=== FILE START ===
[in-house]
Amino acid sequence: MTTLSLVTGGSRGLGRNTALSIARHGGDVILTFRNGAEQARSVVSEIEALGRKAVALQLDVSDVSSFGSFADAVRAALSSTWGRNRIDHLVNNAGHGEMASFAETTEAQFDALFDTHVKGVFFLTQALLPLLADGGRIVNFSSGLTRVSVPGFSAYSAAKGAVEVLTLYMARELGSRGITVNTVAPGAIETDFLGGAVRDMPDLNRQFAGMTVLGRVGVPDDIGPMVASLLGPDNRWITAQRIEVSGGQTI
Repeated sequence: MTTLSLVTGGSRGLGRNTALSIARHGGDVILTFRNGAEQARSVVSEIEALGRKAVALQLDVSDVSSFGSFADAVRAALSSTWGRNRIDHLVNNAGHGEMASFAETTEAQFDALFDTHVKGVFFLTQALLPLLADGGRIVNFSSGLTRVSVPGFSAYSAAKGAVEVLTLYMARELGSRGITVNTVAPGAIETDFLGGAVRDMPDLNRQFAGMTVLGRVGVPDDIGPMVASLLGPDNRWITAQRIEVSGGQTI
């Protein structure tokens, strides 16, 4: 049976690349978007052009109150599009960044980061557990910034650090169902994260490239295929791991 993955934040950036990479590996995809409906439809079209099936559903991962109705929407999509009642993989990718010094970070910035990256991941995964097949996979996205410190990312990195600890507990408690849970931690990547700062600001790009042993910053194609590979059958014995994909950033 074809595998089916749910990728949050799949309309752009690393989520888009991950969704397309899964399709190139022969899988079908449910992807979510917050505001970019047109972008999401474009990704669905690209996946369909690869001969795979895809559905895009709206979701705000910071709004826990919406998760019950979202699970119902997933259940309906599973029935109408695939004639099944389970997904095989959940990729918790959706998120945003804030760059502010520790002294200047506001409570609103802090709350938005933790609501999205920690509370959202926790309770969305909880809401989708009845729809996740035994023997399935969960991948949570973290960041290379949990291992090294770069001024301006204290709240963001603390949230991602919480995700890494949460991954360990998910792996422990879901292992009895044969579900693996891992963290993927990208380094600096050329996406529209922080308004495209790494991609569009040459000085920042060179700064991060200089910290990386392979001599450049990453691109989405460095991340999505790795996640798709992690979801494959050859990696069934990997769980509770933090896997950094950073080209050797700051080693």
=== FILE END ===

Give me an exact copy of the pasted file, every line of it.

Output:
[in-house]
Amino acid sequence: MTTLSLVTGGSRGLGRNTALSIARHGGDVILTFRNGAEQARSVVSEIEALGRKAVALQLDVSDVSSFGSFADAVRAALSSTWGRNRIDHLVNNAGHGEMASFAETTEAQFDALFDTHVKGVFFLTQALLPLLADGGRIVNFSSGLTRVSVPGFSAYSAAKGAVEVLTLYMARELGSRGITVNTVAPGAIETDFLGGAVRDMPDLNRQFAGMTVLGRVGVPDDIGPMVASLLGPDNRWITAQRIEVSGGQTI
Repeated sequence: MTTLSLVTGGSRGLGRNTALSIARHGGDVILTFRNGAEQARSVVSEIEALGRKAVALQLDVSDVSSFGSFADAVRAALSSTWGRNRIDHLVNNAGHGEMASFAETTEAQFDALFDTHVKGVFFLTQALLPLLADGGRIVNFSSGLTRVSVPGFSAYSAAKGAVEVLTLYMARELGSRGITVNTVAPGAIETDFLGGAVRDMPDLNRQFAGMTVLGRVGVPDDIGPMVASLLGPDNRWITAQRIEVSGGQTI
């Protein structure tokens, strides 16, 4: 049976690349978007052009109150599009960044980061557990910034650090169902994260490239295929791991 993955934040950036990479590996995809409906439809079209099936559903991962109705929407999509009642993989990718010094970070910035990256991941995964097949996979996205410190990312990195600890507990408690849970931690990547700062600001790009042993910053194609590979059958014995994909950033 074809595998089916749910990728949050799949309309752009690393989520888009991950969704397309899964399709190139022969899988079908449910992807979510917050505001970019047109972008999401474009990704669905690209996946369909690869001969795979895809559905895009709206979701705000910071709004826990919406998760019950979202699970119902997933259940309906599973029935109408695939004639099944389970997904095989959940990729918790959706998120945003804030760059502010520790002294200047506001409570609103802090709350938005933790609501999205920690509370959202926790309770969305909880809401989708009845729809996740035994023997399935969960991948949570973290960041290379949990291992090294770069001024301006204290709240963001603390949230991602919480995700890494949460991954360990998910792996422990879901292992009895044969579900693996891992963290993927990208380094600096050329996406529209922080308004495209790494991609569009040459000085920042060179700064991060200089910290990386392979001599450049990453691109989405460095991340999505790795996640798709992690979801494959050859990696069934990997769980509770933090896997950094950073080209050797700051080693």